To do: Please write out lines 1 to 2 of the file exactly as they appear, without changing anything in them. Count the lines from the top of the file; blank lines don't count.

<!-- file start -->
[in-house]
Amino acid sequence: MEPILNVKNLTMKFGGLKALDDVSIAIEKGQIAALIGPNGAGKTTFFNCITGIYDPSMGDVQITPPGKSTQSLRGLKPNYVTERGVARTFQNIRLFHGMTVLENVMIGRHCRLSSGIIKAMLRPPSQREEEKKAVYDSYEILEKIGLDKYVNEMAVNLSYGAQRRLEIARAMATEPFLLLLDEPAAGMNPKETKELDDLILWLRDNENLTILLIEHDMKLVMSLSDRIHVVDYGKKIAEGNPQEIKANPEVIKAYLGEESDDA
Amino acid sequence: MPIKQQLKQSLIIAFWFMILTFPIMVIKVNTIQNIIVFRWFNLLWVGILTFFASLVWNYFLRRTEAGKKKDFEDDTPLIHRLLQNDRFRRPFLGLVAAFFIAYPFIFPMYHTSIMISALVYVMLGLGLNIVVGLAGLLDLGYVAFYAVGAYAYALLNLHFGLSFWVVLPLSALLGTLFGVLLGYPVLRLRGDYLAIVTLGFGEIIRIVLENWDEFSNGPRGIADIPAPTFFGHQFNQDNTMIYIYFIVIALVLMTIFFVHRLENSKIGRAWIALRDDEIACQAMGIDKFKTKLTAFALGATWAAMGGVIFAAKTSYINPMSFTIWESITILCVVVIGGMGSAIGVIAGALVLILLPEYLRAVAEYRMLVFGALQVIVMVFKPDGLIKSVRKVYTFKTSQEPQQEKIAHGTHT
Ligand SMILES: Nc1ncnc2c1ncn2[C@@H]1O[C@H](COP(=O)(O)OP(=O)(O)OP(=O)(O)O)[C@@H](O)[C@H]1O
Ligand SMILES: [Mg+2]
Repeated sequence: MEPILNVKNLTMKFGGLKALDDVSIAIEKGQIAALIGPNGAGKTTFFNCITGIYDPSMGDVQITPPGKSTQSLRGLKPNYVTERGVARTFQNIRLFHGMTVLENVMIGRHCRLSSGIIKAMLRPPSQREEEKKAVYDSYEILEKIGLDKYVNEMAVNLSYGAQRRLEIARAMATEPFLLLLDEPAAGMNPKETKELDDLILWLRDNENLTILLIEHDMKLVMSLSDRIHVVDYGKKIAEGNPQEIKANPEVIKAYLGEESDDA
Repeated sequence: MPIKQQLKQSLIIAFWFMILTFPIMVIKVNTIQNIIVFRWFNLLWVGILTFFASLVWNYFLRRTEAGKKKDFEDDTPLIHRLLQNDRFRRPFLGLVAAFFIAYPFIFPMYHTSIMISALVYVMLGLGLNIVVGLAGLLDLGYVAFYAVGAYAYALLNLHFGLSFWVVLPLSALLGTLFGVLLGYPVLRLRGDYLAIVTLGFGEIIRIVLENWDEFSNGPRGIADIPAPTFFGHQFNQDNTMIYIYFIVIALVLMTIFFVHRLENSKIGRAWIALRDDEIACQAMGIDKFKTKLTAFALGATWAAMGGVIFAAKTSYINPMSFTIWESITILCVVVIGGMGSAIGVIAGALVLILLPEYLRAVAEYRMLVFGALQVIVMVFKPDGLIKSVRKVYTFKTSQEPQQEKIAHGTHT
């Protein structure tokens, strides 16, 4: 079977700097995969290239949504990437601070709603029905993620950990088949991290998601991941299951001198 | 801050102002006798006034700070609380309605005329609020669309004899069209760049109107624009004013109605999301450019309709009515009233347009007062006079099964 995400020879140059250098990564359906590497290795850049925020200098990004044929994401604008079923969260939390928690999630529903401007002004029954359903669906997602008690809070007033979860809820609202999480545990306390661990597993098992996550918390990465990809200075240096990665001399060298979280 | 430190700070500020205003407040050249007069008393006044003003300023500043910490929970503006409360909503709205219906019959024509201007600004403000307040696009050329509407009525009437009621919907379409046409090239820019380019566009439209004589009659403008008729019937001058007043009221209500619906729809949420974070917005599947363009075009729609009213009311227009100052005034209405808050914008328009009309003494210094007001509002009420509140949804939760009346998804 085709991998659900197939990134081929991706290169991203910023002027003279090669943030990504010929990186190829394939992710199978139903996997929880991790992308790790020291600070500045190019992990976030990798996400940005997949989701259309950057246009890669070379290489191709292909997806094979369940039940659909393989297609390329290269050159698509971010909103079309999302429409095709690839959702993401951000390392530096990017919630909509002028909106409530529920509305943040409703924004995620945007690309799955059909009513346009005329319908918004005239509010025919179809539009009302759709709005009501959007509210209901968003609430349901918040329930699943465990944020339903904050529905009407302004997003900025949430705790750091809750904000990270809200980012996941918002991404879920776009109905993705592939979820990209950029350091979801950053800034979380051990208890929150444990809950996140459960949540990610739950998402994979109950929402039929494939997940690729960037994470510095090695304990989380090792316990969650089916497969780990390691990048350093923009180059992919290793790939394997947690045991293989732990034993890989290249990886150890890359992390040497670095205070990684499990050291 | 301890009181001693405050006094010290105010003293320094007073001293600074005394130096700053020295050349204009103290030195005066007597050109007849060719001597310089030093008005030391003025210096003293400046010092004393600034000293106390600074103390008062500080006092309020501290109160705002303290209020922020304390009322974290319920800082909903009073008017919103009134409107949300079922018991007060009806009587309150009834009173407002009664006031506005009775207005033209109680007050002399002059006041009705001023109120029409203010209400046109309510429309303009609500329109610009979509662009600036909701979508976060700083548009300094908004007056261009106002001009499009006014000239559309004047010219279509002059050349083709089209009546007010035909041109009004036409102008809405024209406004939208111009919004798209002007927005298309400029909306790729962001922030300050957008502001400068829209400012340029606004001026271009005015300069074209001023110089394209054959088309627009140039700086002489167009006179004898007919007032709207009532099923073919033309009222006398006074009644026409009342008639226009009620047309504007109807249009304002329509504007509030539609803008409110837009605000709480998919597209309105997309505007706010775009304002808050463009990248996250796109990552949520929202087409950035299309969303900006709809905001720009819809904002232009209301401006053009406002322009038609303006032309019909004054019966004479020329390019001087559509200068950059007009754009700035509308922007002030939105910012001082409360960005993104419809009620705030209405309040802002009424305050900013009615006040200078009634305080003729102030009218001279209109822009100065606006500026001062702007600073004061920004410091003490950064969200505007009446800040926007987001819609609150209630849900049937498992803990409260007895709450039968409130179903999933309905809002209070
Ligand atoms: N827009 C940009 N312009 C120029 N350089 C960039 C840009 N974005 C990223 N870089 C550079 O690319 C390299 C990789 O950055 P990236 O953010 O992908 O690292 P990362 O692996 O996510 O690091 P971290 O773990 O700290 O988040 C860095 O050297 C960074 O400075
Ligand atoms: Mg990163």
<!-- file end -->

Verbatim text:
[in-house]
Amino acid sequence: MEPILNVKNLTMKFGGLKALDDVSIAIEKGQIAALIGPNGAGKTTFFNCITGIYDPSMGDVQITPPGKSTQSLRGLKPNYVTERGVARTFQNIRLFHGMTVLENVMIGRHCRLSSGIIKAMLRPPSQREEEKKAVYDSYEILEKIGLDKYVNEMAVNLSYGAQRRLEIARAMATEPFLLLLDEPAAGMNPKETKELDDLILWLRDNENLTILLIEHDMKLVMSLSDRIHVVDYGKKIAEGNPQEIKANPEVIKAYLGEESDDA